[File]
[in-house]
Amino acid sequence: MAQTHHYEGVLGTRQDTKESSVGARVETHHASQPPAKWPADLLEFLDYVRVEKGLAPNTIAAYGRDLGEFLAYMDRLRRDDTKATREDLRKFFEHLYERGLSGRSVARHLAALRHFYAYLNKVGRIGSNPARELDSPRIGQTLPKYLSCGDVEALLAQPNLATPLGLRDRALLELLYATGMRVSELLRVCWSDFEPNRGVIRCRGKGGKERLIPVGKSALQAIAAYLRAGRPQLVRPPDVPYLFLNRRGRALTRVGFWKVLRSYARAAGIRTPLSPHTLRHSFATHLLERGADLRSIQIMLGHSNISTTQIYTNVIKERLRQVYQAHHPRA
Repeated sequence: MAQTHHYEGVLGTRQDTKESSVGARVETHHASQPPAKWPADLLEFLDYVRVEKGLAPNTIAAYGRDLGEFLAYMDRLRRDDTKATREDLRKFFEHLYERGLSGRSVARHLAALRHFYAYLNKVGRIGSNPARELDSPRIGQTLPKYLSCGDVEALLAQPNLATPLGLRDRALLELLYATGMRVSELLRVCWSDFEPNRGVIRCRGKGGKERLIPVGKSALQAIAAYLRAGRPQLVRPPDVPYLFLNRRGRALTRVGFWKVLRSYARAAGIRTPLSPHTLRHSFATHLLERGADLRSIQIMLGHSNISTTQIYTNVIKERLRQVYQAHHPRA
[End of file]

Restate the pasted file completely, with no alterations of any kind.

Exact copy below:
[in-house]
Amino acid sequence: MAQTHHYEGVLGTRQDTKESSVGARVETHHASQPPAKWPADLLEFLDYVRVEKGLAPNTIAAYGRDLGEFLAYMDRLRRDDTKATREDLRKFFEHLYERGLSGRSVARHLAALRHFYAYLNKVGRIGSNPARELDSPRIGQTLPKYLSCGDVEALLAQPNLATPLGLRDRALLELLYATGMRVSELLRVCWSDFEPNRGVIRCRGKGGKERLIPVGKSALQAIAAYLRAGRPQLVRPPDVPYLFLNRRGRALTRVGFWKVLRSYARAAGIRTPLSPHTLRHSFATHLLERGADLRSIQIMLGHSNISTTQIYTNVIKERLRQVYQAHHPRA
Repeated sequence: MAQTHHYEGVLGTRQDTKESSVGARVETHHASQPPAKWPADLLEFLDYVRVEKGLAPNTIAAYGRDLGEFLAYMDRLRRDDTKATREDLRKFFEHLYERGLSGRSVARHLAALRHFYAYLNKVGRIGSNPARELDSPRIGQTLPKYLSCGDVEALLAQPNLATPLGLRDRALLELLYATGMRVSELLRVCWSDFEPNRGVIRCRGKGGKERLIPVGKSALQAIAAYLRAGRPQLVRPPDVPYLFLNRRGRALTRVGFWKVLRSYARAAGIRTPLSPHTLRHSFATHLLERGADLRSIQIMLGHSNISTTQIYTNVIKERLRQVYQAHHPRA